DC to Devote Parking Fees to Livable Streets
In a first for a big east coast city, Washington, DC, is putting the ideas of celebrated parking reformer Don Shoup to work. Spurred by concerns over game day traffic surges caused by the opening of a new baseball stadium, the city council recently created two performance parking pilot project zones. The most important provision of the legislation is that 75 percent of the meter revenue, after initial expenses and maintenance, "Shall be used solely for the purpose of non-automobile transportation improvements in that pilot zone." This includes a menu of transit, bicycling and pedestrian improvements including sidewalk widenings, traffic calming, separated bikeways and real-time information signs for buses and trains.
The project is especially exciting, because once parking money from the pilot zones begins to translate into actual neighborhood improvements, DC voters will want more parking reform and parking revenue return in their neighborhoods.
The force behind the legislation was Council Member Tommy Wells, whose campaign slogan, "For a Livable and Walkable Community," is prominently featured on his web site. Wells says he held "over a dozen community meetings and town halls" to build a consensus around the plan. His work seems to have paid off. The new zones and especially the revenue return provision have been cheered by the press and local livable streets advocates, including those at Greater Greater Washington.org.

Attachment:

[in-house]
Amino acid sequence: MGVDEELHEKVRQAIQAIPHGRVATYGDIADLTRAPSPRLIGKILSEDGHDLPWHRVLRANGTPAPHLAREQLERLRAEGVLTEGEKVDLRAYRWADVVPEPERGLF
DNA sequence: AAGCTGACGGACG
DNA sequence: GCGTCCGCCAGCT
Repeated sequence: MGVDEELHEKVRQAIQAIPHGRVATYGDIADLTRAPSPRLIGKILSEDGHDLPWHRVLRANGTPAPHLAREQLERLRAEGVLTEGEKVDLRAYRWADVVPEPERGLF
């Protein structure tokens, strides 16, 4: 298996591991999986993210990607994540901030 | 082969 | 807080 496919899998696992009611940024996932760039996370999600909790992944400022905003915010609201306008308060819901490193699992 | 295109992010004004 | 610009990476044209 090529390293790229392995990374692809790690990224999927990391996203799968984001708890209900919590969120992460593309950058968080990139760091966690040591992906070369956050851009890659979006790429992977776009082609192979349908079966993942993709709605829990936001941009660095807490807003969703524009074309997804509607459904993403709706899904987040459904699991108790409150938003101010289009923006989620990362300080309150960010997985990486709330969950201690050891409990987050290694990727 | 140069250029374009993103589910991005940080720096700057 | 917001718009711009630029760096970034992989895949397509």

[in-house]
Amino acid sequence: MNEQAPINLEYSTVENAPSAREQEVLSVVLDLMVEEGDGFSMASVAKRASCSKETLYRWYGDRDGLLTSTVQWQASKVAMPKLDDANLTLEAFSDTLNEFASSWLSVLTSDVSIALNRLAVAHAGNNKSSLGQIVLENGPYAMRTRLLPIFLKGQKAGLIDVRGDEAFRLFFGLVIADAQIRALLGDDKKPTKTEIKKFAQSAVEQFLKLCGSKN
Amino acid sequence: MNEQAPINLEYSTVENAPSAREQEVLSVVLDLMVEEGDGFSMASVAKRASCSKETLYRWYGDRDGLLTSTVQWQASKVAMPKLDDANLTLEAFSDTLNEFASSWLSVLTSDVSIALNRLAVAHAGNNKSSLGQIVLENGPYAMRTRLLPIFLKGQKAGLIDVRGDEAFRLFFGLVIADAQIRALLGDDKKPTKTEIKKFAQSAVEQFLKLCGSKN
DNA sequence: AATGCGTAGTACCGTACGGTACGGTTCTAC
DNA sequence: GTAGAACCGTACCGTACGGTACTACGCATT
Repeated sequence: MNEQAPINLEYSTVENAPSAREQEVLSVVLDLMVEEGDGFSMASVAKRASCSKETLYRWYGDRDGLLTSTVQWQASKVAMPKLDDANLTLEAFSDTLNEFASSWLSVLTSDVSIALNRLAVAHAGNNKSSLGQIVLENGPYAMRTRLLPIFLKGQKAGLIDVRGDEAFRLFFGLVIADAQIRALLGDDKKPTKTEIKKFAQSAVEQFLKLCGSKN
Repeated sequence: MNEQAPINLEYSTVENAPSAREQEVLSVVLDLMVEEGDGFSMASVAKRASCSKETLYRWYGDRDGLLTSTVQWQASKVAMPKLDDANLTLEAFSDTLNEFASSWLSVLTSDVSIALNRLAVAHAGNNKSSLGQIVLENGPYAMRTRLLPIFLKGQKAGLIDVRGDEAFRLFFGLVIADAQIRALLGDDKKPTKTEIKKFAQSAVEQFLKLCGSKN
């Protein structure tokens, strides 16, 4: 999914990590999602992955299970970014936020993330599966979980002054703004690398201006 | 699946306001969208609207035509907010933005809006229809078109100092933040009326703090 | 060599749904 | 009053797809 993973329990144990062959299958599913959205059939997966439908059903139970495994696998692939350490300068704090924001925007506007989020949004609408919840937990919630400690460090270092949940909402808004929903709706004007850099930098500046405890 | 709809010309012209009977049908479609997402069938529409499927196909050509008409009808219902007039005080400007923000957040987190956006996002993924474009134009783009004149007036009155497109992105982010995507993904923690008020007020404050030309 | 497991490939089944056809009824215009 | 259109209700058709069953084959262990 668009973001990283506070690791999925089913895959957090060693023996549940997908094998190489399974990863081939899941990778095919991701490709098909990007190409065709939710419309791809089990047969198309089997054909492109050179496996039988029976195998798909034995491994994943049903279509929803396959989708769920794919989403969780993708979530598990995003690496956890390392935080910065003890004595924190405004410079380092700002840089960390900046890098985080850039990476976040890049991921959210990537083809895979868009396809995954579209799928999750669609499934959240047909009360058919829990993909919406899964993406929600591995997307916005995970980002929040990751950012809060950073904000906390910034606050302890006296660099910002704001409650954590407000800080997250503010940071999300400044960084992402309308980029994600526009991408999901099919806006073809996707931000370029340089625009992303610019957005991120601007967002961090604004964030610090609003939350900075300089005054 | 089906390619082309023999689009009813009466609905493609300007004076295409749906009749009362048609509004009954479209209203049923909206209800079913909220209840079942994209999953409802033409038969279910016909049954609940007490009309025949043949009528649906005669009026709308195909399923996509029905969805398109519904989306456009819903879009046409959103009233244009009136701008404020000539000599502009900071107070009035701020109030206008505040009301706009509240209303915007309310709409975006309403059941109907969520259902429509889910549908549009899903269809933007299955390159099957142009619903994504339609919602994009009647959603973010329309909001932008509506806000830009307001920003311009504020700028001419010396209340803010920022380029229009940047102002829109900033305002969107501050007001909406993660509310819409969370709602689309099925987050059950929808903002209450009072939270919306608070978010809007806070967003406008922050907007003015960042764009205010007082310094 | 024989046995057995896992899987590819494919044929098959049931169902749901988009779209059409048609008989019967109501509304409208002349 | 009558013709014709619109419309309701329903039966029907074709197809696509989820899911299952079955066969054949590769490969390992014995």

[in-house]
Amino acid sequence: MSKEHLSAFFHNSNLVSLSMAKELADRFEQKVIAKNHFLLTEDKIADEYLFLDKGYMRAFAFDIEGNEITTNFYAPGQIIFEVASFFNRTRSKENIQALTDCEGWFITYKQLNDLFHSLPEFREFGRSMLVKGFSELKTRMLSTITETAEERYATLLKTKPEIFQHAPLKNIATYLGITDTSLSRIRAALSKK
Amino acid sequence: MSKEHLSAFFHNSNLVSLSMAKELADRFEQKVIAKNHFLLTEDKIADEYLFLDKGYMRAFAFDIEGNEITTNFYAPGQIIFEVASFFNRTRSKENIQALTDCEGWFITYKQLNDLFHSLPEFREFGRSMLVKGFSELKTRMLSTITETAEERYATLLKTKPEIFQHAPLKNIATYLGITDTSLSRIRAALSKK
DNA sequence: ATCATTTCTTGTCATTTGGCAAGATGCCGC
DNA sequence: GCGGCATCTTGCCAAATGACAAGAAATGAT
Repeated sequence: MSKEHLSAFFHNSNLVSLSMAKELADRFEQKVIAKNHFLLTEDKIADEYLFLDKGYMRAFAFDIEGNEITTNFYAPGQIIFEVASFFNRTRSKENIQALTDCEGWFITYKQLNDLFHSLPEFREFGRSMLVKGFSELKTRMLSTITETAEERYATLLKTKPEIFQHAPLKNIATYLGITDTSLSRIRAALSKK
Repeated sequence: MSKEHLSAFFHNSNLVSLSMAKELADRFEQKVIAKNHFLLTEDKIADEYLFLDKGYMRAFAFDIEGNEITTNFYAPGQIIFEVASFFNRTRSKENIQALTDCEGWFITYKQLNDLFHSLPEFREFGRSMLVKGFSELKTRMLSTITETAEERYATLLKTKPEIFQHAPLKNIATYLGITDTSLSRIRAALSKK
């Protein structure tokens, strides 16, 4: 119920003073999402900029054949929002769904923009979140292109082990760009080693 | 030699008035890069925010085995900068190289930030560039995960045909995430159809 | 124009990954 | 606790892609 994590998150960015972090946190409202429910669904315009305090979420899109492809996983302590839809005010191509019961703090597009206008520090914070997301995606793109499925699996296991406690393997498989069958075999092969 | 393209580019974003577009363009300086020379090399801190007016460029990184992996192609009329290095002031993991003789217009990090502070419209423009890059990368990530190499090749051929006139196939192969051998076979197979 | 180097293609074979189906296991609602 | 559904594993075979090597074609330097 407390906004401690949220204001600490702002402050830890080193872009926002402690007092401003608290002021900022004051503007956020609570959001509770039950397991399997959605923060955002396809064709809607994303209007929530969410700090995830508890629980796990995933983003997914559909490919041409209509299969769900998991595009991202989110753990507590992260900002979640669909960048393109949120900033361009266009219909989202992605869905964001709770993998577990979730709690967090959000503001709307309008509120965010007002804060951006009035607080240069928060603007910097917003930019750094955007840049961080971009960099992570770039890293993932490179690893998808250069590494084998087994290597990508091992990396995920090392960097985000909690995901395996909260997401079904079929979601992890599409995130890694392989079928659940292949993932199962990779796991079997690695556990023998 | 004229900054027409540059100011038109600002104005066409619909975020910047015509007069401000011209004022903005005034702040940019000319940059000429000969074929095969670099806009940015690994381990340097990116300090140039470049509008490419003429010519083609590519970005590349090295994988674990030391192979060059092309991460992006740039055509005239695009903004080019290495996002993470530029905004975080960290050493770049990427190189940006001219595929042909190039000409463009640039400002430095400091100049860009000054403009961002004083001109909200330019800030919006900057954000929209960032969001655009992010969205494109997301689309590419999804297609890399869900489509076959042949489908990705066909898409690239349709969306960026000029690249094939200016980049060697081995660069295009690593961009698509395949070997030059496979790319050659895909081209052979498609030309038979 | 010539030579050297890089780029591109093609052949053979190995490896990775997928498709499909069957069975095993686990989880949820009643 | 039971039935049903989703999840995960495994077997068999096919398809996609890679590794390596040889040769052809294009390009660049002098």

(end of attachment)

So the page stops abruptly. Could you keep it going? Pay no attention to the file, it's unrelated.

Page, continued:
Along with using "revenue return" to create a constituency for parking reform, the basic idea behind Shoup's work, and DC's performance parking zones, is simple: underpriced curbside parking meters result in completely full curbs and low turnover, which in turn causes parking shortages and cruising and double parking. The problem is solved by raising and lowering meter rates to achieve vacancy targets.
Other highlights of Washington's new performance parking zones:
- Curbside vacancy targets of 10 percent to 20 percent
- Gradual meter rate increases capped at $0.50 a month
- Authority to the DC DOT to "adjust parking fines as needed"
It's unclear if the DC DOT will vary prices during peak and off-peak periods to achieve the vacancy targets.
Alas, Shoupian doctrine didn't escape the legislative meat grinder unscathed. The DC law undercuts itself by turning off meters on holidays, freezing meter rates in some areas and, worst of all, exempting Residential Parking Permit holders from meters in other areas. However, on balance, DC's new parking experiment is an exciting step forward and should serve to inspire the New York City Council to get smart about solving New York's parking dysfunction.